Steve Matthews takes a look at America’s unhealthy relationship with the Middle East in this new piece: Holy War or Ungodly Mess.
The following material was originally published in the April 2009 edition of the Trinity Review. Since this publication, there have been several significant developments in the course of events surrounding Peter Leithart, who is currently scheduled to stand trial in the Pacific Northwest Presbytery of the PCA. For more information, visit godshammer.wordpress.com.
Editor’s note: the following is taken from the forthcoming book Can the Presbyterian Church in America Be Saved? by Sean Gerety, which will be available later this year.The life span of denominations that stay true to Biblical Christianity is growing shorter and shorter in this present day. Despite strong statements against the Federal Vision in the PCA’s report by the Ad Interim Study Committee on Federal Vision, New Perspective, and Auburn Avenue Theologies, the PCA has still not effectively dealt with the problem of the Federal Vision within its own ranks. In the same report Federal Visionists are referred to as “brothers.” Since the report’s near unanimous adoption by the PCA’s general assembly in 2007, two presbyteries have approved the teaching of FV men, the latest being Peter Leithart by the Pacific Northwest Presbytery. No Federal Visionist has been convicted of teaching heresy by any court of the PCA.
On Friday, October 3, 2008 the Pacific Northwest Presbytery (PNW) exonerated Federal Visionist and PCA pastor, Peter Leithart, stating that his teaching, specifically in the areas where he took issue with all nine declarations found in the PCA’s committee report, “is in complete conformity with the Westminster Confession of Faith.” Once again a major court in the PCA has affirmed the Federal Vision as an acceptable scheme of salvation that can be taught with impunity within the PCA. The PNW issued both a majority (1) and minority (2) report in light of their examination of Leithart. Thankfully, the minority report offered some hope that there are still a couple of Christians left in the PNW who understand the Gospel, even if they’re not the majority.
Here is a brief rundown of Leithart’s rejection of the nine declarations and the PNW’s majority ruling in each case:
1. Regarding Bi-covenantal Structure
Leithart rejects the idea of a Covenant of Works in contrast with the Covenant of Grace and contends that “the differences between Adamic and post-lapsarian covenants are not at a ‘soteriological’ level…but at the level of covenant administration.”(3)
According to the Westminster Confession 8:2 the Covenant of Works promised life “to Adam, and in him to his posterity, upon condition of perfect and personal obedience.” Whereas, the Covenant of Grace offers to sinners “life and salvation by Jesus Christ, requiring of them faith in him, that they may be saved; and promising to give unto all those that are ordained unto life his Holy Spirit, to make them willing and able to believe.” You’ll notice that in both cases, and in opposition to Leithart, both the “Adamic and post-lapsarian covenants” differ greatly and precisely at the “soteriological level.” One promises life to Adam and his posterity on the basis of Adam’s perfect and personal obedience, whereas the other promises life as the result of belief in the perfect and personal obedience of Jesus Christ alone.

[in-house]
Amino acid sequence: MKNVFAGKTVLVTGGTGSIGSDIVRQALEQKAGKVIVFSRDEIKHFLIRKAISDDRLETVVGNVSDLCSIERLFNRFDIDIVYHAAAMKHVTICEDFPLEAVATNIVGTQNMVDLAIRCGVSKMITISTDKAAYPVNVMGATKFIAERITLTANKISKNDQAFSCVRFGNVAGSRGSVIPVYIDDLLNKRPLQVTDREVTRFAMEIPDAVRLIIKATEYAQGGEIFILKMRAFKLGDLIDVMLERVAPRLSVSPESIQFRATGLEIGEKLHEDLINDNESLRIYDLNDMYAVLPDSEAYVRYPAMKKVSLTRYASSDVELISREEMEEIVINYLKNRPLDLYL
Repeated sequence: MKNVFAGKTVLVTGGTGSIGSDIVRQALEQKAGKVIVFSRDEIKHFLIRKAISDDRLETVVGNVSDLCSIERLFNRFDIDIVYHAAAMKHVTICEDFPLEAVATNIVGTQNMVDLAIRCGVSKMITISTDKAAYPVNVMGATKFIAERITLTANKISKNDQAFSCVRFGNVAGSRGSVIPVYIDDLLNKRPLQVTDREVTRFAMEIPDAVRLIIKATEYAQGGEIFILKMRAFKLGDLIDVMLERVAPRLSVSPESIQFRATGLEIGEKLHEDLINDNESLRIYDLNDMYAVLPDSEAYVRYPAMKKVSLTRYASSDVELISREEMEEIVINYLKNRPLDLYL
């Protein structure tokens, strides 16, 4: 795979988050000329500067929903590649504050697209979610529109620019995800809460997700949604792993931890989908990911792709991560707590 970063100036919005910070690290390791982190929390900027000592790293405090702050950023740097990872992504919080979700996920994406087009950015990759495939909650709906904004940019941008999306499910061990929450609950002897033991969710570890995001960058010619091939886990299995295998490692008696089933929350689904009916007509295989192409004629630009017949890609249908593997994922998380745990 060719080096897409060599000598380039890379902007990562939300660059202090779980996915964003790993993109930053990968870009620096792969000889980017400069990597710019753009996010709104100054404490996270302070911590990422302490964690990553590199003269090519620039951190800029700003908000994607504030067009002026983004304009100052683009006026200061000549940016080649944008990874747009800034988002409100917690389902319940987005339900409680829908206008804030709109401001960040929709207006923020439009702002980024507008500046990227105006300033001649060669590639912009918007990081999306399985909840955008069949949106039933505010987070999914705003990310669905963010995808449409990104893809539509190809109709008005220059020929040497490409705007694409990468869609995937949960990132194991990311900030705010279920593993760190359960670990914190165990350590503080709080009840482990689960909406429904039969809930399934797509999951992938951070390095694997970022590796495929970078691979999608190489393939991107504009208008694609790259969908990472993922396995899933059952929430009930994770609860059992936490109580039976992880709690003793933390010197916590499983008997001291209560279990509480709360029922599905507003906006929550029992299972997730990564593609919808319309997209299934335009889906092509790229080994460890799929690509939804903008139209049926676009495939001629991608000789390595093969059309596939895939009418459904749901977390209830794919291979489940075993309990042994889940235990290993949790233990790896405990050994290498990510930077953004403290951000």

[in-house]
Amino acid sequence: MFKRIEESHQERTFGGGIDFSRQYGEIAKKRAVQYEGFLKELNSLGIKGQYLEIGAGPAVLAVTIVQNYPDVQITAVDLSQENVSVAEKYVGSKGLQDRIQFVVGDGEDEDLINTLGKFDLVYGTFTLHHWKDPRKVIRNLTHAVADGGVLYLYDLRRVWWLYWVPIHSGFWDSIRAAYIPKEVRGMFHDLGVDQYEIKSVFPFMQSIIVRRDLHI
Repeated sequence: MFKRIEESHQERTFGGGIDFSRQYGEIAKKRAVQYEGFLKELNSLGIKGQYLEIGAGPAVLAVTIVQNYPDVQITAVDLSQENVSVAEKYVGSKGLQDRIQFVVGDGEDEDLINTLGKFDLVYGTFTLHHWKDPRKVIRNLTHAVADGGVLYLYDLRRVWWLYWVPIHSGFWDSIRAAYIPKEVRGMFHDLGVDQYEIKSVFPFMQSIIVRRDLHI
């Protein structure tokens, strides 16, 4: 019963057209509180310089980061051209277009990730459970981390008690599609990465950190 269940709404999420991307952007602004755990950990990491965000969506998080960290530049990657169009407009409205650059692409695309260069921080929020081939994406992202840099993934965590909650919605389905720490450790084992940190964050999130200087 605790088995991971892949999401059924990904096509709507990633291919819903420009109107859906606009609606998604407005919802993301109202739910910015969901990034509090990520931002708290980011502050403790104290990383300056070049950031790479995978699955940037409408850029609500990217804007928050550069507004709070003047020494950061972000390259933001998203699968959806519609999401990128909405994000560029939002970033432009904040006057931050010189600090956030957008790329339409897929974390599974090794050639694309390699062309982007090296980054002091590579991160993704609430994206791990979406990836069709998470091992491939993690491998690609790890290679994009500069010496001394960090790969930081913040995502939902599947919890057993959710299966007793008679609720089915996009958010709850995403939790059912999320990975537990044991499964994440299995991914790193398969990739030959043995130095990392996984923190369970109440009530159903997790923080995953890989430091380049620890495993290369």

Elsewhere the Minority Report makes clear Leithart’s rejection of the Confessional bi-covenantal structure where he writes:
Yes, we do have the same obligation that Adam (and Abraham, and Moses, and David, and Jesus) had, namely, the obedience of faith. And, yes, covenant faithfulness is the way to salvation, for the “doers of the law will be justified” at the final judgment. But this is all done in union with Christ, so that “our” covenant faithfulness is dependent on the work of the Spirit of Christ in us, and our covenant faithfulness is about faith, trusting the Spirit to will and to do according to His good pleasure.
First, the phrase “the obedience of faith” does not mean what Leithart seems to think. It does not mean “covenant faithfulness,” nor does it mean that “the ‘doers of the law will be justified’ at the final judgment.” In spite of Leithart’s clear misapplication of Romans 2:13 teaching a form of works righteousness and his rejection of the bi-covenantal structure taught in the Confession (along with an unambiguous rejection of the doctrine of justification which is by faith alone and not “covenant faithfulness”), the PNW committee ruled that it “does not find his views out of accord with the WCF.”
I love theology. I spend a great deal of my small amounts of free time reading theological books, articles, blogs, listening to sermons and lectures, etc. to supplement my study of Scripture. My recent schedule has not permitted much time for blogging (and it doesn’t look like that’s going to change anytime soon), so I have decided to begin regularly sharing articles and resources which I find particularly valuable in my ongoing Scriptural/Theological/Philosophical research. I hope that my readers will likewise be blessed by this material, and of course I welcome any comments, observations, reservations, etc. on anything posted here. Thanks in advance!
Recently, during my 45 minute drive to church on Sunday morning, I listened to a taped lecture entitled Bleating Wolves: The Meaning of Evangelicals and Catholics Together, presented by John W. Robbins at the Trinity Foundation Conference on Christianity and Roman Catholicism, 10.8.98. Although this lecture is almost 12 years old, its message is timely, given recent discussion of The Manhattan Declaration and other ecumenically-minded movements.